Posts from the ‘Cambodia’ Category
Beyond the Temples of Siem Reap are its people.
Hopeful merchants outside every temple parking lot encroaching on weary foreigners. Young children happily visiting until they notice someone entering or leaving a temple. Their eyes turn sad as they count the postcards for sale, “One, two, three…”
Other children in uniforms ride their bicycles to school. We also find locals driving the roads using a variety of mechanical contraptions. Tourist mix in, pedaling or riding tuk-tuk’s to the ancient treasures while others speed by in large tourist buses.
Outside of the main temple circuit, one can see more and more folks farming and going about their daily life away from the main attractions. In the country, families sell goodies they have created by the side of the road such as candy and sticky rice wrapped in banana leaves. Nearby their children play carefree.
This is Siem Reap, beyond the city, between the temples.
Siem Reap is best known for the twelfth century wonder known as Angkor Wat. However, there are more than one hundred temples dating from the ninth to the twelfth century built around this Angkorian capitol which was all but destroyed by the Thai Army in the fourteenth century. Angkor Wat was one of the last temples built during the during this period but is best known as it is both one of the largest and most detailed of them all.
As kings and religions changed over the centuries, so too did the purpose of the temples. However, the line between each religion becomes blended with old traditions and the importance honoring ancestors. Therefore, temples or monuments originally dedicated to Hinduism, Animism or Buddhism may be rededicated with the change in belief system over the years.
Locals break up the temples into three parts; The “Small Circuit” include Angkor Wat, Bayon which is nicknamed “Temple with the Faces” and Ta Prohm nicknamed “The Tomb Raider Temple” as is was made famous by Anglia Jolie’s famous movie, ‘Laura Croft: Tomb Raider’. The “Big Circuit” includes one of my favorites, Preah Khan, which is a very detailed temple with pink highlights and losing a battle against numerous banyan trees towering above the collapsing stones. Further away from the center is the “Roluos Group” which comprises of some of the oldest temples dating from the ninth century.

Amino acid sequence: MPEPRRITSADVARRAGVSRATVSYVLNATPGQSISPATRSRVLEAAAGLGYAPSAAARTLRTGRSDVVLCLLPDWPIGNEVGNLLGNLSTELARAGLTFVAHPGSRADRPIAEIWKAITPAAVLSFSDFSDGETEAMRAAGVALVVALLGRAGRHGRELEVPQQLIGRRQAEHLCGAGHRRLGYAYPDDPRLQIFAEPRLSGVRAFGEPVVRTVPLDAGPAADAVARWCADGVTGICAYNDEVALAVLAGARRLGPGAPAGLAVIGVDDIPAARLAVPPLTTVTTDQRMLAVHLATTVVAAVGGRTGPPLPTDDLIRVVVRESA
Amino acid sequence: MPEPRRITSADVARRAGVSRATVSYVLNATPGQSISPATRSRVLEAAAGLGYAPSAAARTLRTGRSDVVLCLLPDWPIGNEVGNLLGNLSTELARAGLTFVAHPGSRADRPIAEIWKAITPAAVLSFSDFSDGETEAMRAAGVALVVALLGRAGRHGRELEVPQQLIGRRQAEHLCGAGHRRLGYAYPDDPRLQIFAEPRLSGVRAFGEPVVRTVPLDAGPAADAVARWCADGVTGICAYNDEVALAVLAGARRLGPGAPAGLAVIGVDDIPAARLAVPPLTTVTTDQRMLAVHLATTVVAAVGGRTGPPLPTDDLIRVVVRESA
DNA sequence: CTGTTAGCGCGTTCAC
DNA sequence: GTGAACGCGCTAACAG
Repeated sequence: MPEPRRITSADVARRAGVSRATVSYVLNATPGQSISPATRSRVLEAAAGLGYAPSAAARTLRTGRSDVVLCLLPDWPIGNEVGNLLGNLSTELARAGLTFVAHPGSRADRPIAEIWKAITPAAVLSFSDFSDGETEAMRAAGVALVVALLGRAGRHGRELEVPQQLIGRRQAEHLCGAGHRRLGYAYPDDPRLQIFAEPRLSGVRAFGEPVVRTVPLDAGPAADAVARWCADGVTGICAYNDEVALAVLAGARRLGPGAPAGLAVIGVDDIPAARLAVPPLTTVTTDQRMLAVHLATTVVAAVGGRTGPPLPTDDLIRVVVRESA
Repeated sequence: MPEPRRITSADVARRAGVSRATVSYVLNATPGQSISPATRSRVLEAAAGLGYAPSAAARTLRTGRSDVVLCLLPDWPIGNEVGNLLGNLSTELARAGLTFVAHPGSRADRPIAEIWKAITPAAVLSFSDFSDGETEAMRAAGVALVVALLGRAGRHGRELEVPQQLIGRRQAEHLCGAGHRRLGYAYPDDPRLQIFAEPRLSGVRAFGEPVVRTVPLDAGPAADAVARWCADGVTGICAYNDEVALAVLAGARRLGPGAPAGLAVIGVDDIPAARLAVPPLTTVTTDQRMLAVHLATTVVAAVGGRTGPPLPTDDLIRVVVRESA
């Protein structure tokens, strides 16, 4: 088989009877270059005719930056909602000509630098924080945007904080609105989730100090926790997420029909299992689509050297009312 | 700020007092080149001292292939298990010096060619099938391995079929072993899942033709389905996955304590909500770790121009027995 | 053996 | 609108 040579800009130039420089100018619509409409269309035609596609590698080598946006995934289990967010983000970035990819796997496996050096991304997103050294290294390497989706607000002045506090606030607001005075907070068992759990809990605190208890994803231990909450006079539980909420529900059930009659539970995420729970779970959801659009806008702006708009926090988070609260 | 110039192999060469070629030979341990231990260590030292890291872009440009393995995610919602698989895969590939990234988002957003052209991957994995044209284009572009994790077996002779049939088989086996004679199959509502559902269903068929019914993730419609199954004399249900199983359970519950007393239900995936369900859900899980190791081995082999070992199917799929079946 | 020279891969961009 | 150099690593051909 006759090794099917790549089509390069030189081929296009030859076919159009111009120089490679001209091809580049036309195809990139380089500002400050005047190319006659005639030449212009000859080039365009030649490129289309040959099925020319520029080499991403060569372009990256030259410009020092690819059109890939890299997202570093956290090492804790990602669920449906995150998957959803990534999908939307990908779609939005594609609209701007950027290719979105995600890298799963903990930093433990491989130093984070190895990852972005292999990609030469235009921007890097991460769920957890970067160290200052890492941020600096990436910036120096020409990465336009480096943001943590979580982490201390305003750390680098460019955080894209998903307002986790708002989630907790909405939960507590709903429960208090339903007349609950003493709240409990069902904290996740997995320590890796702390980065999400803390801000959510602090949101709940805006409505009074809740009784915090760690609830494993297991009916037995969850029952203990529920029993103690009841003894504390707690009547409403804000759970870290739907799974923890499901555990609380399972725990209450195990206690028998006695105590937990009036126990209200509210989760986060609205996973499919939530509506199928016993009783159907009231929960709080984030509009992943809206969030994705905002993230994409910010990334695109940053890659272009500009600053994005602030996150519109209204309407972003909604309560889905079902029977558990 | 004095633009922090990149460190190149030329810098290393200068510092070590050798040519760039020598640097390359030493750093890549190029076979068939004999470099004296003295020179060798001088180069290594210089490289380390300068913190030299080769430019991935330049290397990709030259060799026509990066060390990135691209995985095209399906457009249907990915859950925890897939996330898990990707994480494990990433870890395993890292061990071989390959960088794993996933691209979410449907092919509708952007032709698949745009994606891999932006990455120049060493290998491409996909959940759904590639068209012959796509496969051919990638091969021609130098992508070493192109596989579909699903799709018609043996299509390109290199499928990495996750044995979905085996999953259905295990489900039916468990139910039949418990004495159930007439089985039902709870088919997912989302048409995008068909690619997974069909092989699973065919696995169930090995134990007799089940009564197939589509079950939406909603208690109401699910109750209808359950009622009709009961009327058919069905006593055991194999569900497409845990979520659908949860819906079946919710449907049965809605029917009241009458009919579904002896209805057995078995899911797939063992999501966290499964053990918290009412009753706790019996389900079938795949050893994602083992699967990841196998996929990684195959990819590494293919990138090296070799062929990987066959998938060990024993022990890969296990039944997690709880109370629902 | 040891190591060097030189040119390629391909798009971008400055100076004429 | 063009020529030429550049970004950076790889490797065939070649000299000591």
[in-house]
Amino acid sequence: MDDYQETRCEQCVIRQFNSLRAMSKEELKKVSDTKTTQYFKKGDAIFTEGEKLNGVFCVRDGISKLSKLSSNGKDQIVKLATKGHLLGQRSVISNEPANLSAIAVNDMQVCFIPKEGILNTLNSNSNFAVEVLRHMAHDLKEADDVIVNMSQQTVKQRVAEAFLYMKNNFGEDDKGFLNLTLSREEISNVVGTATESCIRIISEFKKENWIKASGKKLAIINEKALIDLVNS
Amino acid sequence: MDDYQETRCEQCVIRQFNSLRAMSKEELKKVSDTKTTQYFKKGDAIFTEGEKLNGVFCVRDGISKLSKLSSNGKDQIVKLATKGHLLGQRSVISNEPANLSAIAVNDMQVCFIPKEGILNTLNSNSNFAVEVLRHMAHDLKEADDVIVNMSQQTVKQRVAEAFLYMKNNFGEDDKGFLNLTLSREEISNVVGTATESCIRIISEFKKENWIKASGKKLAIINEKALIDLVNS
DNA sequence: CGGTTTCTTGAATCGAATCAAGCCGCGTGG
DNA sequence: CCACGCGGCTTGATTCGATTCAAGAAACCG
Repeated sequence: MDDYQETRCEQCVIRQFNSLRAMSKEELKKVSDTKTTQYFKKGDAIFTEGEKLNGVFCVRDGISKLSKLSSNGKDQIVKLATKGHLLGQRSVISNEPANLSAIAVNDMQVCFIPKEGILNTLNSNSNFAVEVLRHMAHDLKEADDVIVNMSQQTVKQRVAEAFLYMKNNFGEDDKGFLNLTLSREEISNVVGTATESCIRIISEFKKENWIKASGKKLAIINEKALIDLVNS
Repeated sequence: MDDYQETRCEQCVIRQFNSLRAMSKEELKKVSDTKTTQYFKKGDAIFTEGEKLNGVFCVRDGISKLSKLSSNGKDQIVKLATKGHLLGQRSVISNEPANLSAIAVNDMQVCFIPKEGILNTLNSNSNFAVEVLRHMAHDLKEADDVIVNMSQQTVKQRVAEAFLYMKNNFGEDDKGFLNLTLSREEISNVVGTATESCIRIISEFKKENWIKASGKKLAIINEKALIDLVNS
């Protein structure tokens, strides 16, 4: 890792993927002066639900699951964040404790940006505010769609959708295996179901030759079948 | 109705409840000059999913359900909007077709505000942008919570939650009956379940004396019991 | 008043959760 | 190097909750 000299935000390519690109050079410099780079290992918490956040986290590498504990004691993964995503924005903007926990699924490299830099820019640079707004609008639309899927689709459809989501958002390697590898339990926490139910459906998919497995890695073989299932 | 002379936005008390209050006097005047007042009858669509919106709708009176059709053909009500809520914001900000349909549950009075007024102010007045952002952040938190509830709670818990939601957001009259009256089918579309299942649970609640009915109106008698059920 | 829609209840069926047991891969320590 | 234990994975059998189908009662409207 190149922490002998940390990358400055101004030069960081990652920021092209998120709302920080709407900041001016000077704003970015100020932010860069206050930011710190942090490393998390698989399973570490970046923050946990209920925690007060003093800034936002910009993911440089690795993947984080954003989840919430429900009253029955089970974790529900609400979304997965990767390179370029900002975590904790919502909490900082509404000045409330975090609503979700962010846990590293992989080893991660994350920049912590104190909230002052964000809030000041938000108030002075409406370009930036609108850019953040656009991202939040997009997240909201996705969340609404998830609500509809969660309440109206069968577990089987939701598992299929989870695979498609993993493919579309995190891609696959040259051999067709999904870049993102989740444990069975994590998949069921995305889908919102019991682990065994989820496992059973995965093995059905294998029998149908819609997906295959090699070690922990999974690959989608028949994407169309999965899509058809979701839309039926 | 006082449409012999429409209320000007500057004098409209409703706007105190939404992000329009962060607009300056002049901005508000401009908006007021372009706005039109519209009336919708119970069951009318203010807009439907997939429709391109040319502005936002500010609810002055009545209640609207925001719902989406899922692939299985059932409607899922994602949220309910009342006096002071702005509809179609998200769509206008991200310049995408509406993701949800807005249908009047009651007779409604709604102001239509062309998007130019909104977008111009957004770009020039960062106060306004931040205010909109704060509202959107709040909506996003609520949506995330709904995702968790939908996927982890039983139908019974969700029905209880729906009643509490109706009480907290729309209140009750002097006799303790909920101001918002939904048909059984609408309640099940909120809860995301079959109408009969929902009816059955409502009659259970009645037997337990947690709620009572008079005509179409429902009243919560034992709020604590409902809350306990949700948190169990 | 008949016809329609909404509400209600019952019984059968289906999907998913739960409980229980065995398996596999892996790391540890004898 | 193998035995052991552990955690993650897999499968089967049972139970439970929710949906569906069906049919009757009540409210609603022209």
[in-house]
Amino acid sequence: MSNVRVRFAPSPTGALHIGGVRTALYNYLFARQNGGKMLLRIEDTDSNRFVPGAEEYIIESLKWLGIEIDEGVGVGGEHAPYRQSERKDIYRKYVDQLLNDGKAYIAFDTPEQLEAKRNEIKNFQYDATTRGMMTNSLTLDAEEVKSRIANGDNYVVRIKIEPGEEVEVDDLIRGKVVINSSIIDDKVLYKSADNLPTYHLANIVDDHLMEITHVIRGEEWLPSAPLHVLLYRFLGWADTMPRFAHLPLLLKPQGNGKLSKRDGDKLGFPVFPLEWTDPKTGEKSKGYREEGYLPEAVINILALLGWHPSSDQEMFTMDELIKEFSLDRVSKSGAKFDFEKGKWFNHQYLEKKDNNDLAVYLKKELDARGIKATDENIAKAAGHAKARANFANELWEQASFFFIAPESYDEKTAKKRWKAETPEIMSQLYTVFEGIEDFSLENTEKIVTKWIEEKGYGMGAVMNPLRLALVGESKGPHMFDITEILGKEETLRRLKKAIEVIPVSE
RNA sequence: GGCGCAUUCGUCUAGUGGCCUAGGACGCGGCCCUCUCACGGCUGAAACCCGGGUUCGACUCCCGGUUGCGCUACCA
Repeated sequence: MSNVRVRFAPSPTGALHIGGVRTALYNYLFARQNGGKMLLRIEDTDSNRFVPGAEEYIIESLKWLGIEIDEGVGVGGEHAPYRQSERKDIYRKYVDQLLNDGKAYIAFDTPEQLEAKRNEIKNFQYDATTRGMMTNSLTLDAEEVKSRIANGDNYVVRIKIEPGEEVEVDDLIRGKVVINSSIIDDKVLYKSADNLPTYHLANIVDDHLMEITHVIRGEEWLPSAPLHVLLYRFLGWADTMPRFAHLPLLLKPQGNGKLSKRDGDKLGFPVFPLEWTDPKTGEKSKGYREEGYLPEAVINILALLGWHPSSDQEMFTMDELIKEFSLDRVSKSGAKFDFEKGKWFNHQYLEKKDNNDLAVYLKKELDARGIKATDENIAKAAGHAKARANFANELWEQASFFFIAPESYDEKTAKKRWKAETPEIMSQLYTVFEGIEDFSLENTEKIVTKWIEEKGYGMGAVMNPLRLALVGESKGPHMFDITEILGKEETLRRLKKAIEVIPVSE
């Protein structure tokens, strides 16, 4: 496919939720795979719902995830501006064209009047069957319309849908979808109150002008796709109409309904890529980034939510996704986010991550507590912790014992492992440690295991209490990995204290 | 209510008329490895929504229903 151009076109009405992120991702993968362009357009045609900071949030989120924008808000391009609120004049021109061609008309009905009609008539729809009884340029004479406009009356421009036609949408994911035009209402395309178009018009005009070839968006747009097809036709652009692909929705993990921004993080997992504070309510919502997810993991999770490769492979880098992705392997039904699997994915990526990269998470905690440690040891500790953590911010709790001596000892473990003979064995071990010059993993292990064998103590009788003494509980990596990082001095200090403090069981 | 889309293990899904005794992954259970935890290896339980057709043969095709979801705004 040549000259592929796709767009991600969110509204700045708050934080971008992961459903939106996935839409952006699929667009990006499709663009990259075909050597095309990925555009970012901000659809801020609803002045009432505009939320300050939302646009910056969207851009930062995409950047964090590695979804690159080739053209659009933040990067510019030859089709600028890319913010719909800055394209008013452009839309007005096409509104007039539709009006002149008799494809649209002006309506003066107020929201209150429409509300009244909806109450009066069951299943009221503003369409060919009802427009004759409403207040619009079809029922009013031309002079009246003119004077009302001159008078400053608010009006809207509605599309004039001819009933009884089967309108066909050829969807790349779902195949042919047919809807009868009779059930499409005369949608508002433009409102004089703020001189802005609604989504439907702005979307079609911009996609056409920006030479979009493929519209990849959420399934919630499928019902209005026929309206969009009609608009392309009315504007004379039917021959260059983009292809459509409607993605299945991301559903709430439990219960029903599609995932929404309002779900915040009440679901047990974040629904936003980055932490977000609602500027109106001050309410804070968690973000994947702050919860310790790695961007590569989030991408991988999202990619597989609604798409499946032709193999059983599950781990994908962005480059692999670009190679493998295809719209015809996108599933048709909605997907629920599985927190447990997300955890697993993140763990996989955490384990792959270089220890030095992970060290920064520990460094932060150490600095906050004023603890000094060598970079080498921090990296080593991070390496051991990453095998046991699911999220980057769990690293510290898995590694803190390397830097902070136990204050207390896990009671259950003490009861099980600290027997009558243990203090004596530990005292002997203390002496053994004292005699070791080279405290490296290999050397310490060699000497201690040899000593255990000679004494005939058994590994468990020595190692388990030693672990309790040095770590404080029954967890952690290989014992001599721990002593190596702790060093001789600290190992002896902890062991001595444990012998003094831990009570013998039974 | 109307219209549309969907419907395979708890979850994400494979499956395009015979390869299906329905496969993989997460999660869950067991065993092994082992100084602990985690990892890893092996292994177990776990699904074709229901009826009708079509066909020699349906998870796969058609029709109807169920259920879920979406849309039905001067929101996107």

For the adventurous there are amazing temples further out from these three groups. The greatest of these is Beng Mealea. Here not only the trees but also the moss and jungle seemed to be claiming it for their own.
Most tourists come in groups and just seem to view the highlights. Coming for extra days with your own transportation, waiting for the groups to pass by make the journey more peaceful. It is common to rent a bicycle and pedal from place to place.
I snapped over a thousand photographs in my three day visit to the temples. In reviewing the photos I realize that nothing seems to capture the greatness of it all.
I, like many visitors, arrived early to witness the changing morning colors over Angkor Wat. I was quickly introduced to the steep narrow steps most temples possess. The steps lead up to holy sites that are built higher to be closer to god or heaven.
I must admit that I was nervous climbing up and down some of the steps. Some steps barely achieved three inches in width. A few times, I could feel my toes tighten to hold myself as my fingers gripped tightly to these narrow steps as I mind questioned why I decided to climb to the top.
By the second day of my journey, I notice little restoration work about me as I become more and more aware of the impact thousands of tourist a day are having on these sites.
At one temple, I see three workers vainly attempt some reconstruction without any heavy equipment. At the same site I notice bus loads of tourist crawling all over one of the oldest temples, Beng Mealea, in order to capture “that perfect photo”. The stones are not stable, but one by one they wait their turn and crawl over to the place for their chance at the same photograph and creating additional damage along the way. I begin to wonder why the government is not doing more restoration and blocking off areas to preserve the temples for future generations.
On the last day I hired a personal guide to help answer questions I have had about the temples and the people surrounding Siem Reap. At the end of the day I asked, “What do you want me to know about this place before I leave?” I was shocked to learn his answer. “Where is your ticket?” I reached in my bag and pulled out my three day Angkor World Heritage Pass. “Look at the symbol at the bottom.” He pointed to a pink symbol and under it had the words ‘SOKHA HOTEL Co., LTD’.
“What does that mean?” I asked. My guide explained that the government had a contract that allows most of the revenues from these Cambodian treasures to be claimed by this company which little, if any, goes to support reconstruction or to help the people of Cambodia. In my guides opinion, due to government corruption it is unlikely that these contracts will be changed to support the people of Cambodia or the temples located here.